World Library  
Flag as Inappropriate
Email this Article

Steal (poker)

Article Id: WHEBN0000023166
Reproduction Date:

Title: Steal (poker)  
Author: World Heritage Encyclopedia
Language: English
Subject: Poker strategy, Draw (poker), Poker gameplay and terminology, Glossary of poker terms
Publisher: World Heritage Encyclopedia

Steal (poker)

In poker, a steal is a type of a bluff, a raise during the first betting round made with an inferior hand and meant to make other players fold superior hands because of shown strength. A steal is normally either an "ante steal" or "blind steal" (depending on whether the game being played uses antes or blinds).

Steals are done with hands less valuable than what might normally be considered a raising hand, normally a below average one, with the hope that the few players remaining will not have a hand worth calling the raise, thereby winning the antes or blinds without further action. This play is used either in late position after several people have folded, or when the game is short-handed. Steals happen more often in tournament situations due to the escalating ante/blind structure making the starting pot quite valuable.

While steals don't win much money per hand, they can accumulate to considerable profit if the players to the left of the stealer are tight enough not to contest enough steals. Of course, skilled players will recognize repeated steal plays and frequently reraise for defense.

Steals being made in late position when everyone folds to the stealer, or when the game is short-handed, are the most common steals, but a raise under other conditions can also act as a steal. An aggressive player, especially one with a large stack of chips, might reraise, also known as re-steal, someone he knows might be trying to steal. The objective here is twofold: the re-raiser hopes to pick up both the blinds and antes and the original raiser's chips when the raiser folds, and he also hopes to keep that player from constantly raising before she or he can act because that cuts down on the reraiser's own stealing opportunities.

If one or more players have called a raise pre-flop, a player can re-raise as a bluff in what is called a squeeze play. The original raiser will need to have a premium holding to continue in the hand as several other players have shown signs of strength, and he may well be playing out of position. The players that have just called the original raise are unlikely to have very strong hands as they have not re-raised.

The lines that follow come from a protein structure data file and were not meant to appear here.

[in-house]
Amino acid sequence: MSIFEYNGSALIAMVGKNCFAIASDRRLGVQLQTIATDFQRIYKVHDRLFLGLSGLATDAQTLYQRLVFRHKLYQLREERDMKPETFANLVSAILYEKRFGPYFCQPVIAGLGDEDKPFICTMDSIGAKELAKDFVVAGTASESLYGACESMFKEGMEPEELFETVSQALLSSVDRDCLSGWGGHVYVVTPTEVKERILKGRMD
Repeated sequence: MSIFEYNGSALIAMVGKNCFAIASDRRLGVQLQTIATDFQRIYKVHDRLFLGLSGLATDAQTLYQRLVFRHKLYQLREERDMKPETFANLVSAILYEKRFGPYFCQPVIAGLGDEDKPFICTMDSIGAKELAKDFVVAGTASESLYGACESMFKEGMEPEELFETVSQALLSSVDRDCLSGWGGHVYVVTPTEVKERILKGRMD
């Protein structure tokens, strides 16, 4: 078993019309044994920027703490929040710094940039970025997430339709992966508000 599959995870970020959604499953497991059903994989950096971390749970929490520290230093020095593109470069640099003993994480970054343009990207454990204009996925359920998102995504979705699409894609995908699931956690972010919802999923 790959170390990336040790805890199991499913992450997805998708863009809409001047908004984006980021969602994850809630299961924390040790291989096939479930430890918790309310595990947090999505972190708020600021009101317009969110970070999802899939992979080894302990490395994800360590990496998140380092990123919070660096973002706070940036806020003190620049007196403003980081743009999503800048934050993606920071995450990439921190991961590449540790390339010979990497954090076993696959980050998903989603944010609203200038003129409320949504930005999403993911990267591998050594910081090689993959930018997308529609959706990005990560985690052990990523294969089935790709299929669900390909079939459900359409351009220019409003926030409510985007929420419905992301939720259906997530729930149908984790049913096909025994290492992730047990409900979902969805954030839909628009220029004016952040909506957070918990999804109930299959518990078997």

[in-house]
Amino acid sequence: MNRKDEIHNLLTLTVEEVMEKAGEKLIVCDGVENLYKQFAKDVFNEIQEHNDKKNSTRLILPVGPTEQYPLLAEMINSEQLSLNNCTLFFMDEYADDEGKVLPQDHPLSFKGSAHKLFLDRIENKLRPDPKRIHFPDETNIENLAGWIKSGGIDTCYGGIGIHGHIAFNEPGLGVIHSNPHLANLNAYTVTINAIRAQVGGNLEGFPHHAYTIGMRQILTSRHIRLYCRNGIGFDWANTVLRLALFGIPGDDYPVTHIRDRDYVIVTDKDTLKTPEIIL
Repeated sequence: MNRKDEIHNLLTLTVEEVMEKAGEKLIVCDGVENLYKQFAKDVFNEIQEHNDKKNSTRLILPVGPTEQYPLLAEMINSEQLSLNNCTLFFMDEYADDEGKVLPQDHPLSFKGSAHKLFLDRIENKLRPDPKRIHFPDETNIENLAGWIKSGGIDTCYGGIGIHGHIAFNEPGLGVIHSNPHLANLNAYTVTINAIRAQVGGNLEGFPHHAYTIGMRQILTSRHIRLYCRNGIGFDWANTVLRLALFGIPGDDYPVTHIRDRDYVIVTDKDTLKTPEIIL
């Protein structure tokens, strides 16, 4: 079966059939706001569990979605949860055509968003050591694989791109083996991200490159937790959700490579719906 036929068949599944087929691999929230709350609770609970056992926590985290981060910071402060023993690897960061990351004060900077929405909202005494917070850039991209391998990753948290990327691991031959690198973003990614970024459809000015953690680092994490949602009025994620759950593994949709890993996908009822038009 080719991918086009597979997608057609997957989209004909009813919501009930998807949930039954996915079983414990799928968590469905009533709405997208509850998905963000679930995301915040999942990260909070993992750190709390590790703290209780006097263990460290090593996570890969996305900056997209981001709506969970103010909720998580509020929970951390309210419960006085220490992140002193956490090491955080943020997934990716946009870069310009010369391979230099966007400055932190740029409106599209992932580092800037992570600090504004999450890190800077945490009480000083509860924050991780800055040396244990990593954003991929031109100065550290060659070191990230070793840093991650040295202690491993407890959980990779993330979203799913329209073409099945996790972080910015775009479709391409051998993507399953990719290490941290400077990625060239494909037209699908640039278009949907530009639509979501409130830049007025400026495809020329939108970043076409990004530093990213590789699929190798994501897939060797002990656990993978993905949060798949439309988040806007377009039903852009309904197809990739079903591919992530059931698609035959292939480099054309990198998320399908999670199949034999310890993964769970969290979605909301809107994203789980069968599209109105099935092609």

See also

This article was sourced from Creative Commons Attribution-ShareAlike License; additional terms may apply. World Heritage Encyclopedia content is assembled from numerous content providers, Open Access Publishing, and in compliance with The Fair Access to Science and Technology Research Act (FASTR), Wikimedia Foundation, Inc., Public Library of Science, The Encyclopedia of Life, Open Book Publishers (OBP), PubMed, U.S. National Library of Medicine, National Center for Biotechnology Information, U.S. National Library of Medicine, National Institutes of Health (NIH), U.S. Department of Health & Human Services, and, which sources content from all federal, state, local, tribal, and territorial government publication portals (.gov, .mil, .edu). Funding for and content contributors is made possible from the U.S. Congress, E-Government Act of 2002.
Crowd sourced content that is contributed to World Heritage Encyclopedia is peer reviewed and edited by our editorial staff to ensure quality scholarly research articles.
By using this site, you agree to the Terms of Use and Privacy Policy. World Heritage Encyclopedia™ is a registered trademark of the World Public Library Association, a non-profit organization.

Copyright © World Library Foundation. All rights reserved. eBooks from Project Gutenberg are sponsored by the World Library Foundation,
a 501c(4) Member's Support Non-Profit Organization, and is NOT affiliated with any governmental agency or department.